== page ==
02-09-2016 08:30 PM
Hello SAS community,
I have a few basic questions. I seem to have trouble with some formats.
1) my data for date of birth is in the format mm/yyyy so I wrote:
input @3 DOB monyy6.
I get an "invalid data for DOB in line x" error.
2) my data for paid service is in the format 1,230.00. So I wrote
input @10 comma4.2
I get an "invalid data for Paid_amt in line x" error.
3) Lastly, I was able to remove duplicates by ID but how do I choose which of the duplicates to keep. For example, If a person has 3 visits 04/01/2010, 06/25/2010, 08/21/2010. I would like to keep the first visit which would be 04/01/2010.
Thank you in advance guys!
02-09-2016 08:44 PM
Use an informat, don't specify it on the input line.
There's some good writeups on how this works across the internet so I'm not going into the various input methods for SAS to read files.
informat dob monyy6. paid_service best32.; format dob monyy6. paid_service comma12.; input @3 dob @10 paid_service; run;
02-09-2016 09:29 PM
I still seem to be getting an error.
This is what I have on my editor
infile 'C:\Users\wjeon\Desktop\Masters\Data to William\PEI data/PEItxt.txt' delimiter='09'x dsd missover firstobs=2;
length Patient_ID $20;
informat DOB monyy6. Paid_amt best32. Approved_amt best32.;
format DOB monyy6. Paid_amt comma12. Approved_amt comma12.;
input @1 Patient_ID
@2 Gender $
@4 Postal_Code $
@5 Region $
@6 Date_of_Service mmddyy10.
@7 Facility_type_id $
@8 ICD_9 $
@9 Specialty $
@12 Fee_Code $;
02-09-2016 10:37 PM
You're writing code without understanding what you're writing. It's not just here and there ... it's throughout your code. You will need to study a bit on the INPUT statement and what things mean. Here are just a couple of examples.
When you specify @1, @2, @3, it should not be numbering the fields that you are reading it. Rather, it indicates the starting column within the line where the software should begin searching for a variable's value.
When you give an informat, those are instructions to SAS on how to read a variable. For example, when the informat for a variable is "best32." that tells SAS to read 32 characters to find the value for a variable.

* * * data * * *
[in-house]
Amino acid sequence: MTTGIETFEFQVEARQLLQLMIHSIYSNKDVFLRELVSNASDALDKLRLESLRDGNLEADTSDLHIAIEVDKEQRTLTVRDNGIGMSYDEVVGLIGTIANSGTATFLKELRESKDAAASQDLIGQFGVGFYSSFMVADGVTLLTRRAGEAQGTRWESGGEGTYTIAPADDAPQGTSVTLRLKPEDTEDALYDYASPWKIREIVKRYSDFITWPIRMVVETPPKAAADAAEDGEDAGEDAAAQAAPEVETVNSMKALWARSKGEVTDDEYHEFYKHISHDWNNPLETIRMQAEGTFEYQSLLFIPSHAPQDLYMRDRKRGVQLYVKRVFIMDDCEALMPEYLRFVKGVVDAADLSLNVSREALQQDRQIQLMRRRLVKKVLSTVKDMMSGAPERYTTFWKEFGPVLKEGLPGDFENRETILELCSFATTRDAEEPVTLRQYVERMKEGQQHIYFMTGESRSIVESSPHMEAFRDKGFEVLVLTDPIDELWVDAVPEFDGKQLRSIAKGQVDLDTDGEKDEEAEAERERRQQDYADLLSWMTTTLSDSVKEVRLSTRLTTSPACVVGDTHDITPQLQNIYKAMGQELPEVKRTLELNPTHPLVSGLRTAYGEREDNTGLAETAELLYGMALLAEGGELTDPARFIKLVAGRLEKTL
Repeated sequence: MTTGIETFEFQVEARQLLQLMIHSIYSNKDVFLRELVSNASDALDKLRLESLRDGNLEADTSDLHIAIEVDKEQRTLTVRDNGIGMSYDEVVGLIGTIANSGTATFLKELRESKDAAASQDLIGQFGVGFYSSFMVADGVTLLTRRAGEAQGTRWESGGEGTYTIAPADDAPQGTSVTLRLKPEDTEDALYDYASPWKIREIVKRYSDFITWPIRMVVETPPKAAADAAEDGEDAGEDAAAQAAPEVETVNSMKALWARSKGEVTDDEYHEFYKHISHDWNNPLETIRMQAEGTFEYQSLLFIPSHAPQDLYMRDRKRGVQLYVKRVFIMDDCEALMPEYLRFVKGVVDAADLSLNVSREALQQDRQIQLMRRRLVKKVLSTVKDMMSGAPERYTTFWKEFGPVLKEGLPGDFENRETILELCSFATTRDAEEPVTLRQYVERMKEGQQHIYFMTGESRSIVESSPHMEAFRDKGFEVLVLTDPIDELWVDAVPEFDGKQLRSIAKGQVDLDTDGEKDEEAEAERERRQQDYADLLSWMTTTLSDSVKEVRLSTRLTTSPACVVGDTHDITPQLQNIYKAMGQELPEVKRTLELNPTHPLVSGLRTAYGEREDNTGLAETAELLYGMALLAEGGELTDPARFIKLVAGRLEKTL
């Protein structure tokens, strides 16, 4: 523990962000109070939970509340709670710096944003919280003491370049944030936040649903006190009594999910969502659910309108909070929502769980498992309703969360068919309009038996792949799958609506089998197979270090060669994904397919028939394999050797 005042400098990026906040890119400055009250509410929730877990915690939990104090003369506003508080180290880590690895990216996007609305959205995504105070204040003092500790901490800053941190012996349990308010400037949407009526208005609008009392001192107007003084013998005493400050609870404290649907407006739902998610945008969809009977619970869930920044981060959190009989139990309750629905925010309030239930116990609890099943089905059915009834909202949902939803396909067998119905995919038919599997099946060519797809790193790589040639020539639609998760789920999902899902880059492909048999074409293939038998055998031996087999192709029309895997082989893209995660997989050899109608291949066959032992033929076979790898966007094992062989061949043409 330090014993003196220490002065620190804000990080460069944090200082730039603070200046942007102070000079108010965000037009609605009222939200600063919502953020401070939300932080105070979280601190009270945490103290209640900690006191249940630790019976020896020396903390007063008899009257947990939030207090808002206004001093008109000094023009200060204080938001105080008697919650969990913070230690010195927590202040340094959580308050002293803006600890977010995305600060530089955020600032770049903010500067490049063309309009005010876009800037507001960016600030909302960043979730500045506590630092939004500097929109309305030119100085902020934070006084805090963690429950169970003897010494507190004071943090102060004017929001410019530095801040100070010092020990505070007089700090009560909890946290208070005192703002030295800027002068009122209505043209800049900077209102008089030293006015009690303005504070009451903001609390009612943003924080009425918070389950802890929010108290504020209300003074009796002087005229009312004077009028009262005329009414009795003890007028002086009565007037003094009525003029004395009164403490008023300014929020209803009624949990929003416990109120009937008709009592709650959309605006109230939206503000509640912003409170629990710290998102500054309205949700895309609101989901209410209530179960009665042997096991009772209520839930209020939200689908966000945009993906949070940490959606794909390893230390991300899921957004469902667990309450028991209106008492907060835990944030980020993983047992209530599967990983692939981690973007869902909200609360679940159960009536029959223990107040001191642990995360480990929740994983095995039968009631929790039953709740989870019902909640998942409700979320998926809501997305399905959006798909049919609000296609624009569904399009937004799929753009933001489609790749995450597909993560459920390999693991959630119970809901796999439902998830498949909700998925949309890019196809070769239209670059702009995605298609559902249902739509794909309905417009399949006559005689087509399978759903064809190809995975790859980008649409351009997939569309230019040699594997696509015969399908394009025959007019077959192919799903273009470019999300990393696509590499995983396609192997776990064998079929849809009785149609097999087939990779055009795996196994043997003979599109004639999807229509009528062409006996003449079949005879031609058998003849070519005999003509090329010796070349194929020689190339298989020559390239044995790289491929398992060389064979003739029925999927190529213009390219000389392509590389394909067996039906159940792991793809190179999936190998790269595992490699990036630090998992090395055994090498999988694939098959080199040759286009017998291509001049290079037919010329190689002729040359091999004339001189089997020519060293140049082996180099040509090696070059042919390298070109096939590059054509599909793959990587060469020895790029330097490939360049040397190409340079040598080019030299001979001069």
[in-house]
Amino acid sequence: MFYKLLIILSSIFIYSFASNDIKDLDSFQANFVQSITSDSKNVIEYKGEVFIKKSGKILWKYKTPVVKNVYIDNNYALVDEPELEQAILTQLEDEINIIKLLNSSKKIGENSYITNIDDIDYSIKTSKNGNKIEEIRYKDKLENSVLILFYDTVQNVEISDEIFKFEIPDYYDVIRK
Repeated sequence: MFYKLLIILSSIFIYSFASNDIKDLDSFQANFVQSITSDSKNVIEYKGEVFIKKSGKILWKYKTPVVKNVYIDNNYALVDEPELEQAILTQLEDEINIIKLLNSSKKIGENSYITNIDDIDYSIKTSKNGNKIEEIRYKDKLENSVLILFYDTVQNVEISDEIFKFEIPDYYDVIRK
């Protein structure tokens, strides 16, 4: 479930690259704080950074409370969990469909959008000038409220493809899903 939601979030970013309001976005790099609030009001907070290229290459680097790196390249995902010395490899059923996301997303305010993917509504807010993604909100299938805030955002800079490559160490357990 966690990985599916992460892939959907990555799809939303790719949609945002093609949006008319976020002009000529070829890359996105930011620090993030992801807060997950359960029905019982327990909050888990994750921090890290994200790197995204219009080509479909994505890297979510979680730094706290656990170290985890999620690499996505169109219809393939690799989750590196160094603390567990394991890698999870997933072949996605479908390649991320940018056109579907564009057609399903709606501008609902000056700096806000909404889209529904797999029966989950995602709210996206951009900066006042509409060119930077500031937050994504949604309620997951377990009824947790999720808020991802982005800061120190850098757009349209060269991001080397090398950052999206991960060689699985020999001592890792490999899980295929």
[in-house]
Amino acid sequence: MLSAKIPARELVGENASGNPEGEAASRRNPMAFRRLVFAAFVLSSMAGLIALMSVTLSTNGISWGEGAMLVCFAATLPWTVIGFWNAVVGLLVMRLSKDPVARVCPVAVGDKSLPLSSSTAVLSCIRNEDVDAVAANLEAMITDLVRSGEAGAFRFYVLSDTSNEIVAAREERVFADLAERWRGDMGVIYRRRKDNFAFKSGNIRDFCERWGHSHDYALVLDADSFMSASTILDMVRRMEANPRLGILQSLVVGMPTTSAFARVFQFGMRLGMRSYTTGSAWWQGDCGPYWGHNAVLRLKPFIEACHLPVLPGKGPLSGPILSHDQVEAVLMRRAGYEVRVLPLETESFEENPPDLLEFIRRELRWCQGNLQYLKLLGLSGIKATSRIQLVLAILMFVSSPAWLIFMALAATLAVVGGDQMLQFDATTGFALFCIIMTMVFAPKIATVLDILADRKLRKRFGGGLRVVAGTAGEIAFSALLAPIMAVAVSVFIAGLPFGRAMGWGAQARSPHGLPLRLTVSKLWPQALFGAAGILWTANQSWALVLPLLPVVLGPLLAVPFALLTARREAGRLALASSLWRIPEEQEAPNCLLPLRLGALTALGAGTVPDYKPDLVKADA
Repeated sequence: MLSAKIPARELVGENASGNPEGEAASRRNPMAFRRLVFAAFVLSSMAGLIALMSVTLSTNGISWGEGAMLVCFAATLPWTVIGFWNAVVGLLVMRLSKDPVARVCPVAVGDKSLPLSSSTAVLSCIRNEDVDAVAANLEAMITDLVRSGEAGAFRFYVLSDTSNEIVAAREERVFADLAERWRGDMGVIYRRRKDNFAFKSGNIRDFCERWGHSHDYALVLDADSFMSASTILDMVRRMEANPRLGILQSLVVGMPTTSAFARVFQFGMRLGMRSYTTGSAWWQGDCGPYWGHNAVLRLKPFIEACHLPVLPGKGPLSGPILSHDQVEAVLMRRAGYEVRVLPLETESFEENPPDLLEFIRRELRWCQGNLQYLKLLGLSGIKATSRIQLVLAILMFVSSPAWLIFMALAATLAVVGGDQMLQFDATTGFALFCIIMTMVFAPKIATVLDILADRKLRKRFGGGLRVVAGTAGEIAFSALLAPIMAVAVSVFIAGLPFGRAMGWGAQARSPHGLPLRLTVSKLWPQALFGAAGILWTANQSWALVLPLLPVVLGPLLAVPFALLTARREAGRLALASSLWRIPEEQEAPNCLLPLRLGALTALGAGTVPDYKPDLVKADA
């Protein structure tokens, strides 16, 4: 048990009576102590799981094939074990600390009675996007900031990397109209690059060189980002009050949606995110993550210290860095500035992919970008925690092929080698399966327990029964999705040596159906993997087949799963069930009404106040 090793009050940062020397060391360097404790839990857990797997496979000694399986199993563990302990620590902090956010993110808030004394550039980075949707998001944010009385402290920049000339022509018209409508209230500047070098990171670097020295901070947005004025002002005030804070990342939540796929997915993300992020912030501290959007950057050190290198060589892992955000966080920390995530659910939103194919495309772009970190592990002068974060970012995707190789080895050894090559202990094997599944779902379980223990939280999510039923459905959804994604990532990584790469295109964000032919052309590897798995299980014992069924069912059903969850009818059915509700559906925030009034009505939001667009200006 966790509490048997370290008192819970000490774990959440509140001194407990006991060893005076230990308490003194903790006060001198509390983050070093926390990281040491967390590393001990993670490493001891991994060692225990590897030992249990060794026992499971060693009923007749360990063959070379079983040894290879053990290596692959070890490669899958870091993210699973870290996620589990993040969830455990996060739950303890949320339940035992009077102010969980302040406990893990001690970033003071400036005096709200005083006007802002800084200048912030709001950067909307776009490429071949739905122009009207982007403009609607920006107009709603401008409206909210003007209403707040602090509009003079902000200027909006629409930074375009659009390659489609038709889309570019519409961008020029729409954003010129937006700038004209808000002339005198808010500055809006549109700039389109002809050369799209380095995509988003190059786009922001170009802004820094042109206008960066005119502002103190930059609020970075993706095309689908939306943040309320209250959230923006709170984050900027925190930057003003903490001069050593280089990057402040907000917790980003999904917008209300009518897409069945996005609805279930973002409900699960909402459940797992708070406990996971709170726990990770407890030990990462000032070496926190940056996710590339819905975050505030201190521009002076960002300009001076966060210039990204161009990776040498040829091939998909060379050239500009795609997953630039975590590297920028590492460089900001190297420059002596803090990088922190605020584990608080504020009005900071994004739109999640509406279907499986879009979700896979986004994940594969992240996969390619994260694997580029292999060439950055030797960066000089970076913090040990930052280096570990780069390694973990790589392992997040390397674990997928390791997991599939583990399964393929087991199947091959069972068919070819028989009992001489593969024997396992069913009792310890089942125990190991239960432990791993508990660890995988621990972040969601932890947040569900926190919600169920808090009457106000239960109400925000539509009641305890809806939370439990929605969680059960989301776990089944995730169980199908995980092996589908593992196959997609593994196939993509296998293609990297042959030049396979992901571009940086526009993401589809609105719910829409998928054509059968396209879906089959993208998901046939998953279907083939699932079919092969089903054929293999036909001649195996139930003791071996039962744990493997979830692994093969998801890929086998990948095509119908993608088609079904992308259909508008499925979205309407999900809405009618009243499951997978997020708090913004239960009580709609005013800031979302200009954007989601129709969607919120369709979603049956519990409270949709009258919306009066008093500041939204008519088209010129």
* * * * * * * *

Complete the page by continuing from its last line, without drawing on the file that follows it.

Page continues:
There is too much wrong with your program. You will need to learn more of the basics or there will be too many times that you fix an error but then come back and say, "I still have an error."
02-09-2016 08:46 PM
How did you remove duplicates, the way to fix it depends on how you accomplished this.
You can use either a double sort or BY processing, essentially a two step process anyways.
proc sort data= have; by var1 var2 var3; run; proc sort data=have nodupkey out=want1; by var1 var2; run; data want2; by var1 var2 var3; if first.var2; run;
02-09-2016 09:37 PM
I separated duplicates like this:
proc sort data=pei nodupkey
Sorry but could you explain what out=want1 does?
02-09-2016 11:29 PM
If you sort without having an output data set (OUT=) then your sorting 'in place' which means your input dataset gets sorted, and in this case if you remove duplicates then you're modifying your original data set. In general, this isn't good practice because you can overwrite data that you may need later out.
Without the OUT= option, PROC SORT replaces the original data set with the sorted observations when the procedure executes without errors.
|Default:||Without OUT=, PROC SORT overwrites the original data set.|
|Tip:||With in-database sorts, the output data set cannot refer to the input table on the DBMS.|
|Tip:||You can use data set options with OUT=.|
|Featured in:||Sorting by the Values of Multiple Variables|
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